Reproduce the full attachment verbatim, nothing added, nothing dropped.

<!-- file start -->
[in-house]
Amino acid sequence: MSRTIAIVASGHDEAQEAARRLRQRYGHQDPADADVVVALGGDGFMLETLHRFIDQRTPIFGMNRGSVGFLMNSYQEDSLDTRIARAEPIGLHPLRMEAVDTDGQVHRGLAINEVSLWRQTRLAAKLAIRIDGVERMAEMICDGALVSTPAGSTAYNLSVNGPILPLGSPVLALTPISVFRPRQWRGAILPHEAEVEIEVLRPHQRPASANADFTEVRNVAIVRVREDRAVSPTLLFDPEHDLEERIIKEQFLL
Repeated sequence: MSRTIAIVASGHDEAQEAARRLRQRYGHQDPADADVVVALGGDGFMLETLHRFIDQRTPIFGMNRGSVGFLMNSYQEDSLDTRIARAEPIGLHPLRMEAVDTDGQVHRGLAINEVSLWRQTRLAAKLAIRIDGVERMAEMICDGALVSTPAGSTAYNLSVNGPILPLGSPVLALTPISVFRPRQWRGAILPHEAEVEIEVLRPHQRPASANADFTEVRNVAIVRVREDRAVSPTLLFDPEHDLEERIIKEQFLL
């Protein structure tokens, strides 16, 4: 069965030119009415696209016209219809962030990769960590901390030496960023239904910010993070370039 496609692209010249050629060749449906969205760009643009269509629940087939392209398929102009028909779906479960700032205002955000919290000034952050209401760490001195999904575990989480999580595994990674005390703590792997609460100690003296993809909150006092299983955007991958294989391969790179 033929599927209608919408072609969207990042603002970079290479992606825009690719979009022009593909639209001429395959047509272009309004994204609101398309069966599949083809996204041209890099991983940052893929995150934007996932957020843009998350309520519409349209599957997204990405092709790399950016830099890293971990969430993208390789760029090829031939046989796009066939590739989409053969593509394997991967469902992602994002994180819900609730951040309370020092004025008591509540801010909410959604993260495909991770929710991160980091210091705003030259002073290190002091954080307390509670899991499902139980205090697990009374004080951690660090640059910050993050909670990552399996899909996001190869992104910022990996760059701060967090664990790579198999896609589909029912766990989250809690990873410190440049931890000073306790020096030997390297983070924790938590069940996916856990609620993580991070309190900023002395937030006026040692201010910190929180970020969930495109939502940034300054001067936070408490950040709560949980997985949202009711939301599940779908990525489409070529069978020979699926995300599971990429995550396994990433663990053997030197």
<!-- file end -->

[in-house]
Amino acid sequence: MSRTIAIVASGHDEAQEAARRLRQRYGHQDPADADVVVALGGDGFMLETLHRFIDQRTPIFGMNRGSVGFLMNSYQEDSLDTRIARAEPIGLHPLRMEAVDTDGQVHRGLAINEVSLWRQTRLAAKLAIRIDGVERMAEMICDGALVSTPAGSTAYNLSVNGPILPLGSPVLALTPISVFRPRQWRGAILPHEAEVEIEVLRPHQRPASANADFTEVRNVAIVRVREDRAVSPTLLFDPEHDLEERIIKEQFLL
Repeated sequence: MSRTIAIVASGHDEAQEAARRLRQRYGHQDPADADVVVALGGDGFMLETLHRFIDQRTPIFGMNRGSVGFLMNSYQEDSLDTRIARAEPIGLHPLRMEAVDTDGQVHRGLAINEVSLWRQTRLAAKLAIRIDGVERMAEMICDGALVSTPAGSTAYNLSVNGPILPLGSPVLALTPISVFRPRQWRGAILPHEAEVEIEVLRPHQRPASANADFTEVRNVAIVRVREDRAVSPTLLFDPEHDLEERIIKEQFLL
């Protein structure tokens, strides 16, 4: 069965030119009415696209016209219809962030990769960590901390030496960023239904910010993070370039 496609692209010249050629060749449906969205760009643009269509629940087939392209398929102009028909779906479960700032205002955000919290000034952050209401760490001195999904575990989480999580595994990674005390703590792997609460100690003296993809909150006092299983955007991958294989391969790179 033929599927209608919408072609969207990042603002970079290479992606825009690719979009022009593909639209001429395959047509272009309004994204609101398309069966599949083809996204041209890099991983940052893929995150934007996932957020843009998350309520519409349209599957997204990405092709790399950016830099890293971990969430993208390789760029090829031939046989796009066939590739989409053969593509394997991967469902992602994002994180819900609730951040309370020092004025008591509540801010909410959604993260495909991770929710991160980091210091705003030259002073290190002091954080307390509670899991499902139980205090697990009374004080951690660090640059910050993050909670990552399996899909996001190869992104910022990996760059701060967090664990790579198999896609589909029912766990989250809690990873410190440049931890000073306790020096030997390297983070924790938590069940996916856990609620993580991070309190900023002395937030006026040692201010910190929180970020969930495109939502940034300054001067936070408490950040709560949980997985949202009711939301599940779908990525489409070529069978020979699926995300599971990429995550396994990433663990053997030197």